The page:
Auditor-General Kimi Makwetu reflects on some of the key issues that were highlighted at the Securities Exchange (SEC) in 2002 during the Enron debacle to draw lessons for the troubles audit profession in South Africa.
The events of the past nine months or so have tested the mettle and resilience of our country, our capital markets, and our industry. The investing public’s confidence in our industry is critical; without it we have no audit profession.
The events of the last while require calm, reflective thought, and the capacity to differentiate between those issues that are prominent because they are important and those whose seeming importance derives from their prominence.
I am certain that most of us learnt a great deal from these tragic events that have culminated in thousands of innocent employees losing their jobs or moved elsewhere against their will, capital markets going down, and numerous innocent people losing their life’s savings. When a crisis hits, the stakes are unquestionably high and I wish we could undo these events, but we can’t. As the old maxim goes, ‘we must learn from history or be doomed to repeat it’.
Integrity as a cornerstone of our profession
Stephen Carter, well-known American academic and best-selling novelist, writing in his book Integrity, suggests that integrity is like the weather: ‘everybody talks about it, but nobody knows what to do about it’. It’s that stuff we always say we want more of. He posits that it requires three steps: (1) discerning what is right and what is wrong; (2) acting on what you have discerned; and (3) saying openly that you are acting on your understanding of right from wrong. These are some of the most immediate questions and tasks that the profession must address. Our work is about integrity, without which its content and messages will ring hollow.
Another critical aspect that our industry must contend with, and which can be linked to this, is the fundamental question of ‘professional/profession’. The defining qualifications of professionals are not necessarily our education and training – although these are important elements, but it is our judgement and integrity and the duty of care that we apply to our jobs that are critical.
Some of the challenges confronting us today were identified in Horizons of a profession by Robert Roy and James MacNeill in the late 1960s. They argued that the following aspects were critical in the profession:
- When to speak out, when to be silent.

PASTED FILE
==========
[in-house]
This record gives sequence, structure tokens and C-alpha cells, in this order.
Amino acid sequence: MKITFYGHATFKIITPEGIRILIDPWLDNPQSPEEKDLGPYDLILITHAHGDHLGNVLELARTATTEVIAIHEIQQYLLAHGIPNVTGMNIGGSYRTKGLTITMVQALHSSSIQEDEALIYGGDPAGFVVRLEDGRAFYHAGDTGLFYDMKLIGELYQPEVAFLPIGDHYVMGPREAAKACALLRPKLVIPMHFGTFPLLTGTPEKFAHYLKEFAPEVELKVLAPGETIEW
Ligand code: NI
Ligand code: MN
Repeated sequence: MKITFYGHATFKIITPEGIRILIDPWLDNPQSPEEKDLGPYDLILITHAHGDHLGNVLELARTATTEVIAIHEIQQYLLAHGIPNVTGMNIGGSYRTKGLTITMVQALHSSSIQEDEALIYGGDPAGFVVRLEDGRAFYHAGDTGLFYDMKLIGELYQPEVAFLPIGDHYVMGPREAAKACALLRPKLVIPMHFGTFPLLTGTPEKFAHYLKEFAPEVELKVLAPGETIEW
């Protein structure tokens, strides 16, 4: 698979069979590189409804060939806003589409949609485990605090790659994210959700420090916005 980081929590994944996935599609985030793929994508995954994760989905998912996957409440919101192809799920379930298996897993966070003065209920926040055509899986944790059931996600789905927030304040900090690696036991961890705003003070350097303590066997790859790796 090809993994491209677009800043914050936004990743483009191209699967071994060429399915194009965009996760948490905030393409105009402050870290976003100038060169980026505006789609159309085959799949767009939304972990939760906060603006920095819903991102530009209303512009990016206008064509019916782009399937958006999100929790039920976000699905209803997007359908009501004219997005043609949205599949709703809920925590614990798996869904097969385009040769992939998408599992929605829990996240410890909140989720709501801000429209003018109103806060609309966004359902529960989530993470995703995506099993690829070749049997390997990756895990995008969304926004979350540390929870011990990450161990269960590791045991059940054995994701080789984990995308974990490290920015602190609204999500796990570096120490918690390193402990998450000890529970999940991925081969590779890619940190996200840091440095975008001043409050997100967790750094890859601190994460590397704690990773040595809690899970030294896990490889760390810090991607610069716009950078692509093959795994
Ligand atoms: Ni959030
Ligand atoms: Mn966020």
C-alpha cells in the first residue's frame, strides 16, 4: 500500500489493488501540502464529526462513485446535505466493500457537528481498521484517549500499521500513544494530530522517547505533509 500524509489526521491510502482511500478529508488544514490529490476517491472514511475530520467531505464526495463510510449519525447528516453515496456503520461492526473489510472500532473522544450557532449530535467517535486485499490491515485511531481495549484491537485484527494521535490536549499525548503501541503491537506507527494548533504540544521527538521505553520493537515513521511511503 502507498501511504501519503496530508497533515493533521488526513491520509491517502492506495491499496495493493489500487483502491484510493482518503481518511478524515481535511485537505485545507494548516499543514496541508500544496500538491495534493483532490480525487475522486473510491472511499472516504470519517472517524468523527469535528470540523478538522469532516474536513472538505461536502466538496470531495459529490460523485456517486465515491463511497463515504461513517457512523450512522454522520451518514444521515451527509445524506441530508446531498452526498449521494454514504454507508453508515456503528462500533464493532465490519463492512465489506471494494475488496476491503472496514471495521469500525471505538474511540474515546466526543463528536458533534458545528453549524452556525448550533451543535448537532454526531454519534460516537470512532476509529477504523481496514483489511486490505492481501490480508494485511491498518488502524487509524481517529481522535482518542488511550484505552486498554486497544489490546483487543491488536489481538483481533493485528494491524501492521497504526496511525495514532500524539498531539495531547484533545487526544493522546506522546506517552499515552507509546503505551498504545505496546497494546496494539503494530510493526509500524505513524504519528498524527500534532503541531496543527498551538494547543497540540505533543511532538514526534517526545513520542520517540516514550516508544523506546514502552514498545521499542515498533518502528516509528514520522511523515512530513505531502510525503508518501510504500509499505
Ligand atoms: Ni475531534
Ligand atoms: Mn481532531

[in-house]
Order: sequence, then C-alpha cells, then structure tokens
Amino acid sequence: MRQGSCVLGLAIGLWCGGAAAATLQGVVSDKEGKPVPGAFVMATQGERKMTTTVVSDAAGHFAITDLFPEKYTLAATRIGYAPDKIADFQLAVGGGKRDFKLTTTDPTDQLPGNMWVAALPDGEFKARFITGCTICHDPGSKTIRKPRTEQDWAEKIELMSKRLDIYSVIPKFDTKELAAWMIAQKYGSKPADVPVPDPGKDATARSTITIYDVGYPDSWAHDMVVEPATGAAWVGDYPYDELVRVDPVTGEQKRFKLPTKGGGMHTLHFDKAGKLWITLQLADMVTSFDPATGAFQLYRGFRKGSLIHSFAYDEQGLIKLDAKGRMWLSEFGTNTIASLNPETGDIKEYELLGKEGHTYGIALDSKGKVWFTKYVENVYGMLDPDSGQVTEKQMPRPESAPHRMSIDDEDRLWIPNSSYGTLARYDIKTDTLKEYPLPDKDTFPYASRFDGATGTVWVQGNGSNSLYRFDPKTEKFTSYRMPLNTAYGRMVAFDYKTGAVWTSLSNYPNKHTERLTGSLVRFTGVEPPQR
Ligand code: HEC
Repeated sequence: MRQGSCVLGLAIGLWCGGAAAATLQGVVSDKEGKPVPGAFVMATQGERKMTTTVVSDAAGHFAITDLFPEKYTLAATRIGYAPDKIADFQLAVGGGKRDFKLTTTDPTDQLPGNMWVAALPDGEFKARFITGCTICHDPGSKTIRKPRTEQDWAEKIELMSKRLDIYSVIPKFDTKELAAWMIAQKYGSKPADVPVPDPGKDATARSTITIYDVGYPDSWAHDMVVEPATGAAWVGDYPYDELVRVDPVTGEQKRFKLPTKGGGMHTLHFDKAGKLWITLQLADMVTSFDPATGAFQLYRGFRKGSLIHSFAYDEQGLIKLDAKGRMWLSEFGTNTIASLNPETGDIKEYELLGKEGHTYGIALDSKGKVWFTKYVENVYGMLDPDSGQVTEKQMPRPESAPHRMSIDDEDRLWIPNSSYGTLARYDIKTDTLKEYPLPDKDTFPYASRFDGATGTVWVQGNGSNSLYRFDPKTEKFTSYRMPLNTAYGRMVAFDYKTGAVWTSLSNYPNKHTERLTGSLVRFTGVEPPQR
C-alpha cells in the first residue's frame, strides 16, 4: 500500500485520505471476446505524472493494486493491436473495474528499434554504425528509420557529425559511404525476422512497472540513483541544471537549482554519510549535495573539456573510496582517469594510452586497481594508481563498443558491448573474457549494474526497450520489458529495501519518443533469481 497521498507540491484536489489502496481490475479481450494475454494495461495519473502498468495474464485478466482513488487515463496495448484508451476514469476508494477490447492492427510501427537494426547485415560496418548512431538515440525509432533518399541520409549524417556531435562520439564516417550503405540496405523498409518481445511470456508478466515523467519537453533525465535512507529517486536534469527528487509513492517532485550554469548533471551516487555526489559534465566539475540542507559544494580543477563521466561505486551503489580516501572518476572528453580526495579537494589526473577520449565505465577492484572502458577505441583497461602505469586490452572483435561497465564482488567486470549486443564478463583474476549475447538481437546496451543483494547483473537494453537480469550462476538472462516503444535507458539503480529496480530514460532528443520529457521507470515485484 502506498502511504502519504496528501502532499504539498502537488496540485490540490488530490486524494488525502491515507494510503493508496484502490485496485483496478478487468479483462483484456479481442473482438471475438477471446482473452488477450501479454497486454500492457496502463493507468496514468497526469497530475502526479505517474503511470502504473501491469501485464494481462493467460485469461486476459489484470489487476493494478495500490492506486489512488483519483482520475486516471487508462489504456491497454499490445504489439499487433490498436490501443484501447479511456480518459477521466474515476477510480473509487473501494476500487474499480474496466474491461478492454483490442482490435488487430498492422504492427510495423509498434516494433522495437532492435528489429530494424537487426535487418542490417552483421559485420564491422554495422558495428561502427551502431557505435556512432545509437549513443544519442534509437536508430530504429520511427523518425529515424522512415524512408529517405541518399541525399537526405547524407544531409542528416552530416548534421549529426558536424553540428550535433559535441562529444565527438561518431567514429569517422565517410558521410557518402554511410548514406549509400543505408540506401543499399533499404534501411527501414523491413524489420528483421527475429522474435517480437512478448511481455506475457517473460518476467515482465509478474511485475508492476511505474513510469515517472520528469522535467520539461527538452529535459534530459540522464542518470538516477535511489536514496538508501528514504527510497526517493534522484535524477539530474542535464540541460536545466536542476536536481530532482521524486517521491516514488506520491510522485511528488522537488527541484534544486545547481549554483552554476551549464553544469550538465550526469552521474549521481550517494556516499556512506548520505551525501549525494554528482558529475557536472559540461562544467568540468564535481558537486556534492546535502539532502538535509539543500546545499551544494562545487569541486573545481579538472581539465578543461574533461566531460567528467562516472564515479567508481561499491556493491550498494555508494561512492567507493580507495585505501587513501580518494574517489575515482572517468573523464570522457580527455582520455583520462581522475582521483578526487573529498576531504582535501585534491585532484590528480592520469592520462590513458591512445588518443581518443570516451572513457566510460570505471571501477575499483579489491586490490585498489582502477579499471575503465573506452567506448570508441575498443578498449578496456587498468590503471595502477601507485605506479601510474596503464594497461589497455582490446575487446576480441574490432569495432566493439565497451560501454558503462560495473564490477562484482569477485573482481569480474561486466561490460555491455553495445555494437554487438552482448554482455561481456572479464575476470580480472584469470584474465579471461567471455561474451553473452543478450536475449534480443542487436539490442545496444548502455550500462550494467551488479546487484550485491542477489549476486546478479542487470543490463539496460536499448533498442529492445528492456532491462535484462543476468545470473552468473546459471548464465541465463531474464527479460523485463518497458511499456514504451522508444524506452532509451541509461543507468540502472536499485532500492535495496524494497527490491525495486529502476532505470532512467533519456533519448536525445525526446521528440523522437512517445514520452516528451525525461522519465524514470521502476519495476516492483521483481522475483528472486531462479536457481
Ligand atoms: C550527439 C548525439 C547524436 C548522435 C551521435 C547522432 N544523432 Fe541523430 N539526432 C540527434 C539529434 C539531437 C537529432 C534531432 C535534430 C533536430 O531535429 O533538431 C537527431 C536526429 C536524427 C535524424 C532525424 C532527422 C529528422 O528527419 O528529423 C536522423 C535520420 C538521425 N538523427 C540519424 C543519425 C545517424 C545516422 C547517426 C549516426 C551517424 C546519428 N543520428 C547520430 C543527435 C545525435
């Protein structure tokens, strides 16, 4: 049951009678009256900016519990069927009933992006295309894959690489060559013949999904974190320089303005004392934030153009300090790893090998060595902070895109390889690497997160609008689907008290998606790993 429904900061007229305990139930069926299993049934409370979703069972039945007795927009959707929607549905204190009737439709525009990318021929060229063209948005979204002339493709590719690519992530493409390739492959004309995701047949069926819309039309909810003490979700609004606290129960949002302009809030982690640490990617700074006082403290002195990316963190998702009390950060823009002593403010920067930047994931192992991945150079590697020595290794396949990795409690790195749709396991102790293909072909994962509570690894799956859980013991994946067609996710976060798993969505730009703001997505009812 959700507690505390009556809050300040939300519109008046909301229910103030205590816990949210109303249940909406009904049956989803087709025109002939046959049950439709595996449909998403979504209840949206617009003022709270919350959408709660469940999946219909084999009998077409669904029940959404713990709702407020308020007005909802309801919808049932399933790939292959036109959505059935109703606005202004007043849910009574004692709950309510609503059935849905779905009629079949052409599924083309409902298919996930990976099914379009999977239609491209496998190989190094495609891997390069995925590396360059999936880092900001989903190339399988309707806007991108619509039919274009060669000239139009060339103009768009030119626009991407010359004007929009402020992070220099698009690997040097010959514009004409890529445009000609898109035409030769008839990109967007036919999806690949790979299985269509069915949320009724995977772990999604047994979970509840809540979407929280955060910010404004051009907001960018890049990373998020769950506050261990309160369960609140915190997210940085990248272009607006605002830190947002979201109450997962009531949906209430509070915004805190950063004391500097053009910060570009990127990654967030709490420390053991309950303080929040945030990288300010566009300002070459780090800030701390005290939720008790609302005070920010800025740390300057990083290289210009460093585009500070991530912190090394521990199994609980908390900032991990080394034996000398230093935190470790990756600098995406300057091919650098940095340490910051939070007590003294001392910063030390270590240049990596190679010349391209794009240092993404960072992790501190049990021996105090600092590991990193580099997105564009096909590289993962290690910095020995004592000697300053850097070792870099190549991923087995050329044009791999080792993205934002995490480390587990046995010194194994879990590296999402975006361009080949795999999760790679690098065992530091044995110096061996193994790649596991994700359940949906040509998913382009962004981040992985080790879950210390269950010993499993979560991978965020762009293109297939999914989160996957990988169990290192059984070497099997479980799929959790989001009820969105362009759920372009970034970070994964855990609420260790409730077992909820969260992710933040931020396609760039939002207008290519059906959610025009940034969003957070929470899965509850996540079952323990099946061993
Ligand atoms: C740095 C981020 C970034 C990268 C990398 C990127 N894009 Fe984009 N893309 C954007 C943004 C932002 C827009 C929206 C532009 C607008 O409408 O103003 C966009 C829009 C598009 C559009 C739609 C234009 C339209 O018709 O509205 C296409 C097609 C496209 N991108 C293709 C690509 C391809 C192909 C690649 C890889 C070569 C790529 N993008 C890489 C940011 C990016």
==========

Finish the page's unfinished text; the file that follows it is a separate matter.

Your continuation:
- How to say or write that which is necessary but awkward. c) Courage to face up to the need for doing so.
- Talent to be firm yet diplomatic.
- Imagination to see beneath and beyond the surface.
- Perceptivity not only for what has happened but also for what may happen. g) Constancy in ethical behaviour.
- Sagacity to avoid errors of omission as well as those of commission.
These and other similar attributes are qualities – not definable as knowledge but inherent in individuals – making a person a professional and not a mere technician.
Public interest considerations
The public cannot be served if professionals who serve as gatekeepers merely follow the letter of the law, but not necessarily its spirit. We need to move away from wooden, rigid literalism and encourage all upon whom the present system depends to adopt a bias in favour of the needs of the investing public.
In charting a way forward, it is imperative for us all to show our ability to put aside our competitive instincts and pull together to make our industry work. To do so, we will have to ask political leaders to provide unvarnished support for the efforts that we will undertake.
Communication remains a key pillar of our efforts as we call on our government, industry regulator and industry leaders to work together to respond quickly and effectively to our problems. It is equally important to focus on real problems by working cooperatively and come up with rational responses.
Indeed, it is incumbent upon us all to impose the highest ethical standards and most demanding competence requirements – and these must come from us and be enforced vigorously by all of us. As a profession, let us seek to ensure that accountants and auditors not only comply with the law, but also exceed it by conforming to the highest ethical and competence standards.
All of this can be done. As we embark on a renewal journey through, among others, deliberations, I have no doubt that these will inform and trigger other stakeholders’ interactions. The centre of the universe must be the practising professionals, which is the only reason the renewal journey is necessary.
Kimi Makwetu is the Auditor-General of South Africa